My love affair with the Suzuki GT250 came as a wet behind the ears, fresh off the moped 17 year old, I just had to have the fastest thing I could get me hands on, so off I went to James of Grays Suzuki dealership, dragged me Dad along with me to stand guarantor for me and promptly signed on the dotted line, committing meself to pay 45.00 a month for the next three years to some finance company or another, little did I know at the time that eighteen months later the ol' bike would be caned, dropped and sold leaving me to still pay the finance totalling 1170.00.
BUT BOY - DID I HAVE SOME FUN
 
 

 

 
I never really got over the buzz of riding the X7, whilst all my mates were on RD250's or GT250's, the X7 I had left 'em all for dead, the first time I hit a ton on her (according to the speedo) I pulled away from the toll booth at the Dartford Tunnel coming northbound after paying my 20p at about midnight and just caned her through every gear. Just about halfway through the pipe as it starts to rise into Essex I looked down at the speedo and it was bang on 100 MPH, but hey! this was 1980, no speed cameras, no Q.E.2 bridge, and the ol' bill were still busy pounding the beat. Fortunately I never got nicked on her but my pal Gary managed to get me an endorsement and a 40.00 fine doing 50 in a 30, he told the ol' bill he was me because he wasn't insured to ride it. You could do that sort of thing in 1980 because you didn't need a full bike licence then, the X7 changed all that forever.....................So, for the next 20 odd years I was X7 less, I have had RD's, CB400's and 750's, a GT380 etc. but I just had to have another X7, now that I am a responsible adult !
So, on December 31st 2003 I purchased "WUNTUN" from a guy in Southend for 250.00, she was in a million bits at the time, the frame had been powder coated and the front end had been built, but the rest still had to be done.

 

 
  Now I can't take all the credit for building "WUNTUN", I was fortunate in being able to enlist the help of Rick to help me in the task and we set about getting the top end of the engine rebuilt with new rings and gaskets, and getting the black paint onto the rear wheel, the front wheel had already been done, the wheels were originally red as standard, but my first X7's wheels were black so black it was gonna be. As you can see in the pic, the front end was complete, and the rear mudguard and fittings were on, but the shocks were in a bit of a state, they had to go !!  
 

 
  Once the rear wheel was painted and polished, she was rolling, I had a good set of shocks to put on her, although not standard, they have stabilised the back end better than the standard shocks in my opinion, the X7 was always prone  to a bit of back end wobble in corners. So, the engine was undergoing surgery, and the tank and side panels needed paint. There is s man who lives in the North at a place called Wingate in County Durham called Peter Scott and he is a wizard with a spry gun, I purchased new decals and sent Peter the paintwork, in my opinion he done a first class job at a very reasonable price.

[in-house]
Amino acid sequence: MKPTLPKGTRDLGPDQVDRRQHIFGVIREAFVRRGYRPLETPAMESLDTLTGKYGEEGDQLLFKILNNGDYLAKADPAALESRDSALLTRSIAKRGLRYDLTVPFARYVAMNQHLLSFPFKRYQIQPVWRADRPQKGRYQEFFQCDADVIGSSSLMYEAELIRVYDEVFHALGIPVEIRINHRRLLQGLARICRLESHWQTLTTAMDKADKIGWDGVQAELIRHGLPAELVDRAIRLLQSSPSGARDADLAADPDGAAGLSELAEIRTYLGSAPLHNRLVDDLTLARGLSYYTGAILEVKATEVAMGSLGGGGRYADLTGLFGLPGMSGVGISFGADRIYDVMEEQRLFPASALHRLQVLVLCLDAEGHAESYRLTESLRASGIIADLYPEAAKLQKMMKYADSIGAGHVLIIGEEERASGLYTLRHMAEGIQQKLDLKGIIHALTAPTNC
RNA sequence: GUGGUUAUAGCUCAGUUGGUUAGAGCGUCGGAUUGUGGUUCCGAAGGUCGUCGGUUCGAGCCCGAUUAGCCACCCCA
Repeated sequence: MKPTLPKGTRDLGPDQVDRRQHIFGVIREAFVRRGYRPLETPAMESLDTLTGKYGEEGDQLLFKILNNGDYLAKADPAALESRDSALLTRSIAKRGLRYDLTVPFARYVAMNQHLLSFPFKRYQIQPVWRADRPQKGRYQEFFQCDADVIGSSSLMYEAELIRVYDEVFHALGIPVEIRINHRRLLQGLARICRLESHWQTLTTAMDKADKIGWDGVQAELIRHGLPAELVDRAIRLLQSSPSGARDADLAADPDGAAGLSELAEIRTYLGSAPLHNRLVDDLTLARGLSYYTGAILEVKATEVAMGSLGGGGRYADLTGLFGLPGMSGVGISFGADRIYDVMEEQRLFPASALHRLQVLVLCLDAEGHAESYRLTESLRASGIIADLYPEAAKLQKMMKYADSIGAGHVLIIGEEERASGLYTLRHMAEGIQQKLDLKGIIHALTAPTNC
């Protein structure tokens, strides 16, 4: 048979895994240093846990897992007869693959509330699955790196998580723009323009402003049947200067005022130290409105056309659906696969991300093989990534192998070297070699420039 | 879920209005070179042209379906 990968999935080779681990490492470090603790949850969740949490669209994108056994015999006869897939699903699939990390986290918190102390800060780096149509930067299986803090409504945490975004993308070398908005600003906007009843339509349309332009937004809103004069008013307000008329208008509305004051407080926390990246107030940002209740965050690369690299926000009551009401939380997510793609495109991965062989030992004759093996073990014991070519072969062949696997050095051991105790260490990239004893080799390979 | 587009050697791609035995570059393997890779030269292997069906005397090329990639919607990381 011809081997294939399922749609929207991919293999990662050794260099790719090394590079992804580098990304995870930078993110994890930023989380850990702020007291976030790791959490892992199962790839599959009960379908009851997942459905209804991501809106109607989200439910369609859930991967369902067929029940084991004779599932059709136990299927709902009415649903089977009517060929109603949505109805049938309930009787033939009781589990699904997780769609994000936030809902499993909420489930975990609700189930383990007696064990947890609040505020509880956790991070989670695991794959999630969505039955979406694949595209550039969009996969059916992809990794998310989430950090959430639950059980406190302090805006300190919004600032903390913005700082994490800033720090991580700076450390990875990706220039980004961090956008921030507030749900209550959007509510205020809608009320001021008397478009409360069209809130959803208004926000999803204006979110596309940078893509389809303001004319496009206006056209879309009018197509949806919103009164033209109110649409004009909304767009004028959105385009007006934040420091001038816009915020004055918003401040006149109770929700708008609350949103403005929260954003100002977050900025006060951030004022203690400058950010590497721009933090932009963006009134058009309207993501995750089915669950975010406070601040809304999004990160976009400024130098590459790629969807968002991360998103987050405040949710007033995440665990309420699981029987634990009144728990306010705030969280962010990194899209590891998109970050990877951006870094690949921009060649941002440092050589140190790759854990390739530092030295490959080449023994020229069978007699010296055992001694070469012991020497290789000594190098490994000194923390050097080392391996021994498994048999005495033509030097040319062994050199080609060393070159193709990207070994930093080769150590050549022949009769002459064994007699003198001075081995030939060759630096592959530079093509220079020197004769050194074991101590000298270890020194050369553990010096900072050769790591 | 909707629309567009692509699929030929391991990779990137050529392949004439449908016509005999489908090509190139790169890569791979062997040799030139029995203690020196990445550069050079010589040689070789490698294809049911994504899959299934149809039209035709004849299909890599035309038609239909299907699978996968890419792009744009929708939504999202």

The engine casings had already been stripped of their original grey dreary paint, so we set about polishing the clutch cover and the flywheel casing, and getting the pistons and barrels on, the pistons are .75 oversize indicating that she has been rebored at some point. We fitted her with a new set of rings, the bores themselves look as good as new, as do the crankcase oil seals which are a very common failure on the X7. Once the cylinder head was in place fitting the engine into the frame was easy, it is held by 4 long bolts running through the frame at the front and the back of the engine. I bought a seat from a guy on e-bay although it looks good, the base is rotten and will be replaced when the right part becomes available.

 

 
  Wit the engine in, the carbs fitted and the throttle working, the next step was to get the electrics working. When I bought her the guy had a good second hand loom to fit making wiring the ol' girl pretty easy and painless, not for me but for Rick, as wiring is not my strong point. With all the electrics coming to life, we could now see the progress being made. I started to rebuild the front brake calliper and managed to shear the bleed nipple off. I bought a second hand calliper for 25.00 and instead of painting it, I polished it, again not standard, but effective and in keeping with the rest of the rebuild, I could now smell the M.O.T station, I just hope she starts....

 

 
 

 
   

At last the paint job arrived back from Pete, I set about getting the tank sealed on the inside with pet seal, Pete had had to do a fair repair on the bottom of the tank which was littered with pin holes and rust. Finally she was looking as she should, the only thing missing now were the exhaust down pipes which were at the chrome platers in Benfleet, although they took  six weeks to do, they have come out well, the cost of 45.00 including a CB400 chain guard was wellimages/tony11.jpg (29262 bytes) reasonable. Pete has done an excellent job with the decals as well. 

 
 

After a fair bit of tinkering and cursing and depleting the local ozone layer we got her running pretty roughly, the reason we found was because she had 105 jets in and was over fuelling, a standard set of jets cured the problem immediately, aimages/tony1.jpg (24153 bytes) new set of plugs and off to the MOT station where she passed first time on Sep 15th 2004.

 
    She isn't completely standard......... She isn't a concourse example..........but, she is a good looking X7, that's still on the road at nearly 30 years old and she is mine.........  
 

 

Special thanks go to;

Slick Bloke, Peter Scott, Chris Pryke and Bikeybird.

 

 

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